David Dinkins, who served as New York City's first black mayor, from 1990 to 1993, acknowledged other African Americans who had laid the groundwork for Obama's presidency. "Everybody stands on everybody else's shoulders," he told ABC News.
"Blacks are swelling with pride," he said of the Harlem event, where he joined other notables like singer Harry Belafonte and Lynn Whitfield.
Dinkins said he remembers a quite different era for blacks in America.
"I am a child of the Depression, in the Marine Corps in 1945 stationed in the South," Dinkins, 81 and now a professor at Columbia University, said. "I know how it was when black soldiers and Marines were treated less well than German prisoners of war. These were the days of white and colored water fountains."
Earlier in the day, lines wrapped around polling stations where what was expected to be a record number of African-American voters -- mirroring record numbers in all demographic groups around the nation -- cast their ballots.
Many, like Atlanta's Andrew Young, who served as King's ally in demonstrations in Selma, Ala., and Florida in the 1960s, said the election has "psychological" implications for black Americans.
"The significance of this election is global and sends a message around the world that America really does believe in democracy and that we practice the values we preach," said Young, who also served as mayor of Atlanta and ambassador to the United Nations under President Jimmy Carter.
"It's natural for Obama," said Young. "He is African he went to school in Indonesia. It forced him be exceptional in his humility and his judgment. His childhood gave him a kind of cultural DNA to hear and understand people from all over the world."
But can Obama deliver Americans, in the midst of two foreign wars and the worst financial crisis since the Great Depression, to the reality of the Promised Land?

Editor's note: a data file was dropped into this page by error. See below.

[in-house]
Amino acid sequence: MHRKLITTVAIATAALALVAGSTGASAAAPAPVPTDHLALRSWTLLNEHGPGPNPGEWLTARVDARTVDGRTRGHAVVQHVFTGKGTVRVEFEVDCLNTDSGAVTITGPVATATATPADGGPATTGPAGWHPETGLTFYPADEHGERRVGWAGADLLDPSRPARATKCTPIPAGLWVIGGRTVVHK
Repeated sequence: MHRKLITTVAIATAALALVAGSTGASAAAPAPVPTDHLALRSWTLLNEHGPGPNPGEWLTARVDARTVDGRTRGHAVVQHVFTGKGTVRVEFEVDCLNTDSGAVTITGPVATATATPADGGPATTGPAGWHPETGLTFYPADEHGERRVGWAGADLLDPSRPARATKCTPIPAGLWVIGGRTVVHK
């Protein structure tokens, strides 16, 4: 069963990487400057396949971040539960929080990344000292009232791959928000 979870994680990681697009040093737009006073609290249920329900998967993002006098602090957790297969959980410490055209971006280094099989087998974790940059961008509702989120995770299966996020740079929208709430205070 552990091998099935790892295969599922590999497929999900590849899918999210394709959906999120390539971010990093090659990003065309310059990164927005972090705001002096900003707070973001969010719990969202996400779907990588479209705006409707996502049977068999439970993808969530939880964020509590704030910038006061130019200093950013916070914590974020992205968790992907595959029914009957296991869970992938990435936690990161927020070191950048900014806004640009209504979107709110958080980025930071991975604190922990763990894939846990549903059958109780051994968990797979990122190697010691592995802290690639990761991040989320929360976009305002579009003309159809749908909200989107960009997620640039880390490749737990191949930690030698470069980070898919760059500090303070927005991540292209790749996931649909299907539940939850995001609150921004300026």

"We may have arrived, but there is work to be done," said Jackson, who sees the civil rights movement is an "unbroken continuum."
"We are now free, but there are still structural inequalities," he said.
Indeed, African-Americans are overrepresented in American prisons, suffer higher infant mortality rates and health issues. The achievement gap between blacks and white in education still exists and from the negative campaign tactics, many Americans believe racism is still alive.
"We celebrate, but there is unfinished business," Jackson said.
Isaac Farris, who played with "Uncle Martin Luther" as a 7-year-old, agrees.
"This is not the fulfillment of the dream," said Farris, who is director of the King Center in Atlanta. "It's huge, though, and we are three-fourths of the way there. The reality is that it can't be -- too many people, both black and white, vote based on race. That was not my uncle's dream."
"We still haven't gotten there yet because this well-meaning guy felt in some instances he had to distance himself from his blackness," Farris told ABCNews before Election Day. "But he cannot be a black president and he cannot be a white president. He must be an American president. He should be looking at how I can help the oppressed and the disadvantaged."
Still, Farris said, "Just to have a guy there who looks like me, my child or my grand child. That sends a huge message."
"Other than the March on Washington that set up the Civil Rights Act, I cannot think of a movement that surpasses this," he said. "Spiritually, this is a serious moment, not the watershed moment of the '60s, but the emotional high is right up there with that."
But his mother, Christine King Farris, knows her brother would have been "pleased" by Obama's crowning glory.
"God granted this because of the struggles and hard work that brought us to this place," she said. "We are accepted as full-fledged citizens of this country."
Martin Luther King surely would have seen the work ahead. And, not being a boastful type, he might turn to Obama and recall one of his own father's favorite expressions, "Don't be chesty."
Brad Martin in ABC News Research contributed to this report.